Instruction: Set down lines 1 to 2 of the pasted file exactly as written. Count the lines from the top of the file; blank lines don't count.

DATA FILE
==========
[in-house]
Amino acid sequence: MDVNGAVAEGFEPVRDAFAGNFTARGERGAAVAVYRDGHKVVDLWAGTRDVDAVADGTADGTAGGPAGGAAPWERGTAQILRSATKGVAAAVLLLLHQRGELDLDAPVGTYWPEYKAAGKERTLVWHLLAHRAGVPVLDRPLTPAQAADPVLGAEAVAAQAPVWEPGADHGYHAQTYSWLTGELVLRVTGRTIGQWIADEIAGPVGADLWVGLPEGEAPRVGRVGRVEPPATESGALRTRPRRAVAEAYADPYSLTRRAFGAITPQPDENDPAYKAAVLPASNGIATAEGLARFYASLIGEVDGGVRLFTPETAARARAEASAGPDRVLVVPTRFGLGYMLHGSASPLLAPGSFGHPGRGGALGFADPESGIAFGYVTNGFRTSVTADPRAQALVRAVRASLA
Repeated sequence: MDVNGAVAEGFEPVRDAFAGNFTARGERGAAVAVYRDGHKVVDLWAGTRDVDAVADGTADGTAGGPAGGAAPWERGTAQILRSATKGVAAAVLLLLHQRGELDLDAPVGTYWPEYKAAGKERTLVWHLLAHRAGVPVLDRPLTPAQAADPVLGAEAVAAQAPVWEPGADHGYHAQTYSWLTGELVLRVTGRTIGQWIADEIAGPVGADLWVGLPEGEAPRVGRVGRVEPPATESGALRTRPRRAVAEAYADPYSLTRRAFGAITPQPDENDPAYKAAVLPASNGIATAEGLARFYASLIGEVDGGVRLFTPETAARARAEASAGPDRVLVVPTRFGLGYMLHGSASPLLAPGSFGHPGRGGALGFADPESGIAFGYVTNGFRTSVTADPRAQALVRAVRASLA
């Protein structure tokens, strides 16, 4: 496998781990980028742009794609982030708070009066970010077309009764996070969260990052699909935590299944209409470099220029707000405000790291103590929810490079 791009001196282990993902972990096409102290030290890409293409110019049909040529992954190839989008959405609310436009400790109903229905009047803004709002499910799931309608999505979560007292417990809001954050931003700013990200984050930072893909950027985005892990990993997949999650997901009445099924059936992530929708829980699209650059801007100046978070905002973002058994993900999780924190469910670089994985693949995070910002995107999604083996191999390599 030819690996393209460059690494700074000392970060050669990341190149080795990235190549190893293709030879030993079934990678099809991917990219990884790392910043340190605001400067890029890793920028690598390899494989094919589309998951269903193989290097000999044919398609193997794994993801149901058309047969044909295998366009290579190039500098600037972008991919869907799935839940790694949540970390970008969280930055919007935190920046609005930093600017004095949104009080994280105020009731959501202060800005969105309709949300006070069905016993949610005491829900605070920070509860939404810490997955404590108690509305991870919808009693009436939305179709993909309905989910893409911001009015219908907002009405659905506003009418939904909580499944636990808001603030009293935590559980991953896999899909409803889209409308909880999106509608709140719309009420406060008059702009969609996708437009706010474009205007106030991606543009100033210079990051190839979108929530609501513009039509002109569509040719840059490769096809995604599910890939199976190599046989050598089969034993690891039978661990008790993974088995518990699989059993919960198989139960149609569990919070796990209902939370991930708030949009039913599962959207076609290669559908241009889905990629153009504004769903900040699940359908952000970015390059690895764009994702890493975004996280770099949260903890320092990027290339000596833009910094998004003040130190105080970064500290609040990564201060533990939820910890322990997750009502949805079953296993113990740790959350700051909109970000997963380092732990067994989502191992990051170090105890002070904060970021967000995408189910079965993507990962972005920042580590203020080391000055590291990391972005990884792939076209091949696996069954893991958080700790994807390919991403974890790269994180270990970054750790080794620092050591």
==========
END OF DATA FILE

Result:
[in-house]
Amino acid sequence: MDVNGAVAEGFEPVRDAFAGNFTARGERGAAVAVYRDGHKVVDLWAGTRDVDAVADGTADGTAGGPAGGAAPWERGTAQILRSATKGVAAAVLLLLHQRGELDLDAPVGTYWPEYKAAGKERTLVWHLLAHRAGVPVLDRPLTPAQAADPVLGAEAVAAQAPVWEPGADHGYHAQTYSWLTGELVLRVTGRTIGQWIADEIAGPVGADLWVGLPEGEAPRVGRVGRVEPPATESGALRTRPRRAVAEAYADPYSLTRRAFGAITPQPDENDPAYKAAVLPASNGIATAEGLARFYASLIGEVDGGVRLFTPETAARARAEASAGPDRVLVVPTRFGLGYMLHGSASPLLAPGSFGHPGRGGALGFADPESGIAFGYVTNGFRTSVTADPRAQALVRAVRASLA